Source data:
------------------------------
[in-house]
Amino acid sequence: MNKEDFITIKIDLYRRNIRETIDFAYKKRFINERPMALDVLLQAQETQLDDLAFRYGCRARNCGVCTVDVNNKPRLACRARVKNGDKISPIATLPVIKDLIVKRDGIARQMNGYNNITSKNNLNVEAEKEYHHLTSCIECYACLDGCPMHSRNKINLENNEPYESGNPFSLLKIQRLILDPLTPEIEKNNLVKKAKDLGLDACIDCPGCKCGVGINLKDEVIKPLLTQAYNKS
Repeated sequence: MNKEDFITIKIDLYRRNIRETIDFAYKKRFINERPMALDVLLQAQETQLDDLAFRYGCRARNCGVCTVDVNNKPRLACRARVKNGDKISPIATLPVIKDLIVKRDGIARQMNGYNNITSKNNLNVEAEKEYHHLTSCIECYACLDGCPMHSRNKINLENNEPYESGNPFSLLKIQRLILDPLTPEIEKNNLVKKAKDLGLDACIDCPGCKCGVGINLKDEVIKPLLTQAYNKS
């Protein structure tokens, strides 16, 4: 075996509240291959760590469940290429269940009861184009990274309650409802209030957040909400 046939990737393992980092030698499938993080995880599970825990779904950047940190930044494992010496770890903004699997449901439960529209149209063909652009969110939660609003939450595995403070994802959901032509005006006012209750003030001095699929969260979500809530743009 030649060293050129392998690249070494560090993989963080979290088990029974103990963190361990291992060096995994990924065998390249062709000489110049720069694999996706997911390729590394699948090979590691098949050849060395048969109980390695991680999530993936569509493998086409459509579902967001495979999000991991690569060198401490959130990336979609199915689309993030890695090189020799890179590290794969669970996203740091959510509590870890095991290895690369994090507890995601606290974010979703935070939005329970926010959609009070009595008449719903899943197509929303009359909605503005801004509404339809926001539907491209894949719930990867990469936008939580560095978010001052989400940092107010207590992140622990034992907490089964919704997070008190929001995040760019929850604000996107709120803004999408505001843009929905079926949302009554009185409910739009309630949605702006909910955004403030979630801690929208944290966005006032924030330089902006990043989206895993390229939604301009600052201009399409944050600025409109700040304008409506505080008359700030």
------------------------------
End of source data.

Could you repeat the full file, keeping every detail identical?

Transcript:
[in-house]
Amino acid sequence: MNKEDFITIKIDLYRRNIRETIDFAYKKRFINERPMALDVLLQAQETQLDDLAFRYGCRARNCGVCTVDVNNKPRLACRARVKNGDKISPIATLPVIKDLIVKRDGIARQMNGYNNITSKNNLNVEAEKEYHHLTSCIECYACLDGCPMHSRNKINLENNEPYESGNPFSLLKIQRLILDPLTPEIEKNNLVKKAKDLGLDACIDCPGCKCGVGINLKDEVIKPLLTQAYNKS
Repeated sequence: MNKEDFITIKIDLYRRNIRETIDFAYKKRFINERPMALDVLLQAQETQLDDLAFRYGCRARNCGVCTVDVNNKPRLACRARVKNGDKISPIATLPVIKDLIVKRDGIARQMNGYNNITSKNNLNVEAEKEYHHLTSCIECYACLDGCPMHSRNKINLENNEPYESGNPFSLLKIQRLILDPLTPEIEKNNLVKKAKDLGLDACIDCPGCKCGVGINLKDEVIKPLLTQAYNKS
């Protein structure tokens, strides 16, 4: 075996509240291959760590469940290429269940009861184009990274309650409802209030957040909400 046939990737393992980092030698499938993080995880599970825990779904950047940190930044494992010496770890903004699997449901439960529209149209063909652009969110939660609003939450595995403070994802959901032509005006006012209750003030001095699929969260979500809530743009 030649060293050129392998690249070494560090993989963080979290088990029974103990963190361990291992060096995994990924065998390249062709000489110049720069694999996706997911390729590394699948090979590691098949050849060395048969109980390695991680999530993936569509493998086409459509579902967001495979999000991991690569060198401490959130990336979609199915689309993030890695090189020799890179590290794969669970996203740091959510509590870890095991290895690369994090507890995601606290974010979703935070939005329970926010959609009070009595008449719903899943197509929303009359909605503005801004509404339809926001539907491209894949719930990867990469936008939580560095978010001052989400940092107010207590992140622990034992907490089964919704997070008190929001995040760019929850604000996107709120803004999408505001843009929905079926949302009554009185409910739009309630949605702006909910955004403030979630801690929208944290966005006032924030330089902006990043989206895993390229939604301009600052201009399409944050600025409109700040304008409506505080008359700030």